Eagleson: The Fall of a Hockey Czar


474 words

Title: Eagleson: The Fall of a Hockey Czar;  by William Houston
and David Shoalts; McGraw-Hill Ryerson; ISBN: ISBN 0-07-551706-X; 
Hardcover,  238 pages, $27.95

Reviewer:  A. T. Connellan, "The authors tried hard, but the 
Eagle still soars" 

The Eagle flew with vultures

Timeliness is next to godliness in the book biz. Publishers dream of hitting the market at the most propitious moment. What 
serendipitous timing, Eagleson the book, meet Eagleson the 
Grand Jury indictee. 

As the authors point out, at one time, the NHL was derisively known 
as the "Norris House League." The owners, with few exceptions, were 
people that not even a Mafia Don would invite to his daughter's 
wedding. Through their ownership of the buildings and the players, 
professional hockey was their private game. In the 1960's, they were 
unprepared when a shark invaded their school of barracuda. His 
name was R. Alan Eagleson. 

There are three kinds of people in this world, those who make things 
happen, those who let things happen, and those who don't know 
what's happening. Alan Eagleson is in group 1, and that really bothers 
some folks in groups 2 and 3.
That explains this William Houston and David Shoalts anti-Eagleson 
critique. It's full of assumption and innuendo. Occasionally they try to 
climb on the fairness bandwagon, but keep falling off the tailgate, 
and back into the manure. 

The authors are wanting in logic; for instance they question the 
investment by Eagleson of NHLPA funds in "interest only" mortgages.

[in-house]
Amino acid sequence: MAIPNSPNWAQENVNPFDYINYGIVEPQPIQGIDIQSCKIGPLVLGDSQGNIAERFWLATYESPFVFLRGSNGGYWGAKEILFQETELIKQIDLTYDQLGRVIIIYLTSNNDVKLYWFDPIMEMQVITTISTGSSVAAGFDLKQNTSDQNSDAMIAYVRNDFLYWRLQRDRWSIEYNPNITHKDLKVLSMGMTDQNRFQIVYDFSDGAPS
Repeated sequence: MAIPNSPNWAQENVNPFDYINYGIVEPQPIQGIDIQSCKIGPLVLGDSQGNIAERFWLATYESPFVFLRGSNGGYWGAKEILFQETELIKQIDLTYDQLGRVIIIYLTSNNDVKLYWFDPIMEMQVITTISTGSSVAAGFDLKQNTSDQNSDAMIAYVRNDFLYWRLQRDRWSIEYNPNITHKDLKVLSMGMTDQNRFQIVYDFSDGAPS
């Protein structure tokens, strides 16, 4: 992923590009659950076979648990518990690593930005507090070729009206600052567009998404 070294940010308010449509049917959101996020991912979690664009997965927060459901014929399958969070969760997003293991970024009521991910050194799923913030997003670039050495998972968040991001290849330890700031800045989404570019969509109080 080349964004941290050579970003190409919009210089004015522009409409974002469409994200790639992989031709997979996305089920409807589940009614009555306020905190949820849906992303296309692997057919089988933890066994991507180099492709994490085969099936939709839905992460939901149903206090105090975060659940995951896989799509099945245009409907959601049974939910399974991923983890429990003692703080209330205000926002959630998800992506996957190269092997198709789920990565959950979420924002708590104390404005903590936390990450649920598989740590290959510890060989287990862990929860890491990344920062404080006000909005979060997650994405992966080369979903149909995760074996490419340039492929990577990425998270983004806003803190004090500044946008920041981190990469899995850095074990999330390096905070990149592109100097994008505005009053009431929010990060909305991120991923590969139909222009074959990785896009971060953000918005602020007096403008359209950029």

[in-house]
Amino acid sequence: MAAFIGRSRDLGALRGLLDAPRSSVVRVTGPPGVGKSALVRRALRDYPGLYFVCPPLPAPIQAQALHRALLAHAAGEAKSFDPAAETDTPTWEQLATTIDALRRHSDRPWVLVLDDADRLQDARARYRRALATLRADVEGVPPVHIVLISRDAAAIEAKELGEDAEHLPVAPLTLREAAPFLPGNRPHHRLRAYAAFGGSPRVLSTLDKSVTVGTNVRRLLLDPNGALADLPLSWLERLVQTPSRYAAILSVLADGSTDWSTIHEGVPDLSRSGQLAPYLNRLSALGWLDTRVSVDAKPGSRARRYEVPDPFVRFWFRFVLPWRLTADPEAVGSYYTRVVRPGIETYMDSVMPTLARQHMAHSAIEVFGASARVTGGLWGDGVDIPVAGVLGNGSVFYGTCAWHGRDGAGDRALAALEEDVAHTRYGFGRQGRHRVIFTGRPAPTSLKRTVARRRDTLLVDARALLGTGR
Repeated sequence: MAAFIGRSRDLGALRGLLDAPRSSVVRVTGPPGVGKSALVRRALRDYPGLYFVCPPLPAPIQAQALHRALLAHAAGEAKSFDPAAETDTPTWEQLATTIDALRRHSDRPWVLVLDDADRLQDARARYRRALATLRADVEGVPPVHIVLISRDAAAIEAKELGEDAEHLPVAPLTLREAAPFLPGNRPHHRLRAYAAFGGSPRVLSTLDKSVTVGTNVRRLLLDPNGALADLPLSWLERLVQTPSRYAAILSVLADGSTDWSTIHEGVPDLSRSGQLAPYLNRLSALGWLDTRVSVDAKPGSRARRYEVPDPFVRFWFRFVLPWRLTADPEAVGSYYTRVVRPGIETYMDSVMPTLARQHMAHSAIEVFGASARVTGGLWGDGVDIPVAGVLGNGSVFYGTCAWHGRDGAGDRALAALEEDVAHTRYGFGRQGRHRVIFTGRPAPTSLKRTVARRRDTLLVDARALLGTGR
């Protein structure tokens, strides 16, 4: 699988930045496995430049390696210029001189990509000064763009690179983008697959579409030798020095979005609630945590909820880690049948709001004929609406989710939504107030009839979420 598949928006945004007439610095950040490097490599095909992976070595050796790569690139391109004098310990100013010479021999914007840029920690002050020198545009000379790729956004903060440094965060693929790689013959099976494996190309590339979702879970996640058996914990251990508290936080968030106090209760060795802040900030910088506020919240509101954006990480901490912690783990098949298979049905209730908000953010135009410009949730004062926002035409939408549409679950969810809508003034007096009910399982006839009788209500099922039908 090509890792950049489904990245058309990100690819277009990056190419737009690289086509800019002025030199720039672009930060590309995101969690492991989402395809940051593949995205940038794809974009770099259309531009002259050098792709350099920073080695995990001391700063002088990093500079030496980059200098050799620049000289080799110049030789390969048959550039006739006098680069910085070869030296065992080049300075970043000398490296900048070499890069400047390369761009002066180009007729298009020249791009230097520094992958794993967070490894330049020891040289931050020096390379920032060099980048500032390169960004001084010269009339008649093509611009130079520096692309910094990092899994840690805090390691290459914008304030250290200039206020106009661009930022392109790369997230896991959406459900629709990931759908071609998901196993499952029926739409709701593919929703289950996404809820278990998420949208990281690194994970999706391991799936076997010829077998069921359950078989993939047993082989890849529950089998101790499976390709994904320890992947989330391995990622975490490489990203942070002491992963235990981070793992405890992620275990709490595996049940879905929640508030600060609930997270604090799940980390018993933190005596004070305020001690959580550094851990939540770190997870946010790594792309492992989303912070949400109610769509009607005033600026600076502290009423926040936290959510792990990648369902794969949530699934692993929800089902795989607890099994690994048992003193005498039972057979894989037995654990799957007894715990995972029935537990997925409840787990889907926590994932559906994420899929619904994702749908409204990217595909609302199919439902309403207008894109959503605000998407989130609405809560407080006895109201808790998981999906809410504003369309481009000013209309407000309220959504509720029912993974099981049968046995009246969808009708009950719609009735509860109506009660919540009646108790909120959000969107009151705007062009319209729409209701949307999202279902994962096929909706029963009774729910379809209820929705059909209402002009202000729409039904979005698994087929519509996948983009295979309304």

So what? Provided the security is on par, these mortgages are as 
safe as any other, and have the advantage of reducing the cost to 
the lender of re-investing the cash flow. The yield can be further 
improved by letting the borrower accrue the interest and compound it. 
These two tread water in many other areas as well. 

Nearly everyone has an opinion, pro or con about Eagleson, but no 
one argues the fact that "The Eagle" flies. From 1967 to 1991; he 
founded the National Hockey League Players Association, 
represented over 150 professional hockey players and brought 
Canada into international hockey competition at a level of 
excellence never experienced before. Where were you when 
Paul Henderson scored? 

It isn't Eagleson's record in dispute, it's his method that has some 
people whining. He calls a spade a shovel, and uses profanity 
as verbal punctuation. He pushes, he pulls, and sometimes he 
bullies, but he gets results and some people can't handle that. 
No matter what Bobby Orr or the litigious Carl Brewer, or any of 
the others think or say, off ice "The Eagle" taught them to soar. 

I suspect that at the end of the final period, most of us will agree 
that Eagleson's villainy hasn't exceeded anyone elses. It's all 
part of pro sport, a very nasty business, where even figure 
skating has become a "physical game." 

I don't know who put Houston and Shoalts up to this hatchet job, 
but the rule is, if you can't "swing it," don't pick up the axe. 

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